|NMU||NEW HAMPSHIRE||Freedom of Information|
Court grants access to photos of persons stopped by police
- The public has a right to see the photos taken by police officers of people detained but not arrested, New Hampshire’s high court ruled.
May 5, 2003 — The New Hampshire high court ruled that the Manchester Police Department must release photographs the department took over the past five years of people officers had stopped but did not arrest.
The case originated by a request for the photos by the New Hampshire Civil Liberties Union.
The NHCLU asked the city for the photos after it learned that the police department routinely took pictures of individuals it had stopped but not arrested. The group sued after the city refused to release the records.
On April 30, the Supreme Court upheld a lower court’s decision forcing the release of the photos.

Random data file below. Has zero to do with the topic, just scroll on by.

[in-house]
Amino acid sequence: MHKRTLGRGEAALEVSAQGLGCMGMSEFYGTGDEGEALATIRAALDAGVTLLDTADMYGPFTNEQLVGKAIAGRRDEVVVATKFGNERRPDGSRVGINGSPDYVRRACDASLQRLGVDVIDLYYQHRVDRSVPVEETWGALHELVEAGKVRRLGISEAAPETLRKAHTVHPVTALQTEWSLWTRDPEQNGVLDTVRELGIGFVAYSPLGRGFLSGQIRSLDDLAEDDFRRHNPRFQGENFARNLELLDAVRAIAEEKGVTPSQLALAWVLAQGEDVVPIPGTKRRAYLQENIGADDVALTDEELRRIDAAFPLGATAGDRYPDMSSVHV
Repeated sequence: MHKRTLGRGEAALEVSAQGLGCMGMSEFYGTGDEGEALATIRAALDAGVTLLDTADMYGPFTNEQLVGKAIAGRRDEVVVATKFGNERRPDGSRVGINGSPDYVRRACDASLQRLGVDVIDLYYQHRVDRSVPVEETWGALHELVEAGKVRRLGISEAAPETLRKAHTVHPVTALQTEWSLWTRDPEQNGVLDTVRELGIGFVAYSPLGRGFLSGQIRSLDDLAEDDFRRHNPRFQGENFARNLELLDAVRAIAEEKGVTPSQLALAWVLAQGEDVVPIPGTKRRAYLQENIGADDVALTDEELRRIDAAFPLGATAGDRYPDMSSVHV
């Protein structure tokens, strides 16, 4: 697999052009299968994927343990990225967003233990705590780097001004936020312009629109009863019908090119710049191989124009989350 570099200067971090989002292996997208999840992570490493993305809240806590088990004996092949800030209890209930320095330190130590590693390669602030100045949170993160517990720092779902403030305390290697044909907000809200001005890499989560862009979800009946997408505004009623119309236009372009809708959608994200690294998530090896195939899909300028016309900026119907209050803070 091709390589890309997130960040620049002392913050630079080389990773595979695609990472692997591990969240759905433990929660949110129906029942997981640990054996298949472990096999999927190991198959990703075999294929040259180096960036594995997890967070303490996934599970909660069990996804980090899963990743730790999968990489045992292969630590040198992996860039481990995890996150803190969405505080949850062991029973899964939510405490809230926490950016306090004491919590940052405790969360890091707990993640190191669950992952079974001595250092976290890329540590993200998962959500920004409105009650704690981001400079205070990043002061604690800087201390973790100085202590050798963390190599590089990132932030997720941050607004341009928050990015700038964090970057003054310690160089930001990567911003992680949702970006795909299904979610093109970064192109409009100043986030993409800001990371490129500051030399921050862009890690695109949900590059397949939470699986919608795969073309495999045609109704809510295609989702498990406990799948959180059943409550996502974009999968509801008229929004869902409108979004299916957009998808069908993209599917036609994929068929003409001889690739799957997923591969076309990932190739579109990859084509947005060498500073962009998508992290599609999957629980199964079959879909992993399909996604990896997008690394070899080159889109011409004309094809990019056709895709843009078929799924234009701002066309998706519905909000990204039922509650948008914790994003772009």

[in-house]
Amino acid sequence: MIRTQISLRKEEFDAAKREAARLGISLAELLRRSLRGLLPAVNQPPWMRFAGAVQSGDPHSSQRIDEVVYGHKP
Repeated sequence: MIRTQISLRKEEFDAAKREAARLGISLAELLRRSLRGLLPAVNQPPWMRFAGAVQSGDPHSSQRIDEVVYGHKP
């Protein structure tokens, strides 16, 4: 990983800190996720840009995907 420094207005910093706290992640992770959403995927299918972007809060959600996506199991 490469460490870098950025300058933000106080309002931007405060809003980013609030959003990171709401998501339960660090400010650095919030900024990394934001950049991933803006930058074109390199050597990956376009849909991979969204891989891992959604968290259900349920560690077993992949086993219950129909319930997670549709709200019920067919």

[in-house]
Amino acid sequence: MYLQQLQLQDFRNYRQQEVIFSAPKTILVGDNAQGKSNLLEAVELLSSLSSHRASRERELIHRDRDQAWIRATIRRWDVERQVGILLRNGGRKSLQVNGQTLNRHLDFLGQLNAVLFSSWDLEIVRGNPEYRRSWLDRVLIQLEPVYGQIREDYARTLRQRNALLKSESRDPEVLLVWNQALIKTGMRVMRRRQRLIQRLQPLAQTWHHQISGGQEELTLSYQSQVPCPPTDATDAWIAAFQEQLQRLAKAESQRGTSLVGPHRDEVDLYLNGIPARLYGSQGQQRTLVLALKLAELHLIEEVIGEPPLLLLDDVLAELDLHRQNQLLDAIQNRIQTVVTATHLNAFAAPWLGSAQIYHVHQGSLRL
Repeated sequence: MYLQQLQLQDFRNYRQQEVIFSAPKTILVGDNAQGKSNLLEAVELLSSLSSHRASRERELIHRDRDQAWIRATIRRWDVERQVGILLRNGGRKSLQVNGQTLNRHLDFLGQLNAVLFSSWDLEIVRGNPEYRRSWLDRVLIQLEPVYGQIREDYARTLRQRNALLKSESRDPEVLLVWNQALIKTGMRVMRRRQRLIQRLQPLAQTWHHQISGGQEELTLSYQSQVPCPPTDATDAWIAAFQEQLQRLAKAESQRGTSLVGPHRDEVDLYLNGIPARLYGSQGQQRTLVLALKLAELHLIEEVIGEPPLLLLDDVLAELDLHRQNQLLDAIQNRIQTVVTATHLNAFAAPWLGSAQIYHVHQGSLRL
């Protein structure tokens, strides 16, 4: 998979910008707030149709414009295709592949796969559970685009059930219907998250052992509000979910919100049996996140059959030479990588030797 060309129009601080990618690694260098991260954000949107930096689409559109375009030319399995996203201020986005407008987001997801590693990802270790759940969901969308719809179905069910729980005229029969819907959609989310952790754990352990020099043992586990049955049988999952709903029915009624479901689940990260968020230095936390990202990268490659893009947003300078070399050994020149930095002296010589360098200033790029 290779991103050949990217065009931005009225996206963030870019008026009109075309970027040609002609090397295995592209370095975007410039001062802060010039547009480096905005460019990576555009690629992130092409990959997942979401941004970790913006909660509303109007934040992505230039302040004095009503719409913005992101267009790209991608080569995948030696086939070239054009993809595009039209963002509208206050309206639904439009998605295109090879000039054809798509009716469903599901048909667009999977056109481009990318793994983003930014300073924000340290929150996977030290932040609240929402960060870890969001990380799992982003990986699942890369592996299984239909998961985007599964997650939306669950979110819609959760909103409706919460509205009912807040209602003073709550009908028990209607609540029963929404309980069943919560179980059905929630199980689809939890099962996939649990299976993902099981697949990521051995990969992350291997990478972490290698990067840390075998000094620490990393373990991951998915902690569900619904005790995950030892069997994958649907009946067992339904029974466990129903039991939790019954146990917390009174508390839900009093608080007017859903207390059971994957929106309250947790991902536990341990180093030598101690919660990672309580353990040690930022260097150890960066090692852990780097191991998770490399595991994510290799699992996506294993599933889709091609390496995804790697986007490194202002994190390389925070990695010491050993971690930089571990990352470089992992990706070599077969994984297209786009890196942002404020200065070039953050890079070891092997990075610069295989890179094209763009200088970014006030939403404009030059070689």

The city argued that releasing the records would infringe on the privacy rights of those who were photographed. Assuming that there is a privacy interest at stake, the court noted that this interest “is minimal because the photographs do not reveal intimate details of an individual’s life.”
The court noted, however, that individuals’ privacy rights would not be infringed in this case because “the photographs at issue would be disclosed as a large group for statistical analysis only, and not for individual publication or dissemination.”
The court ruled that release of the photos “could provide information about the operation of the police department” and that they could potentially reveal racial profiling tactics by the police.
Under New Hampshire’s Right-to-Know Law, the court said that the public has a right to “the greatest possible public access” to the records that were sought. The court said that the city could not show “any privacy interest in the photographs at issue” which could outweigh the public interest in disclosure.
(New Hampshire Civil Liberties Union v. City of Manchester; Media Counsel: Andru H. Volinsky, Stein, Volinsky & Callaghan, Concord, N.H.) — GS
© 2003 The Reporters Committee for Freedom of the Press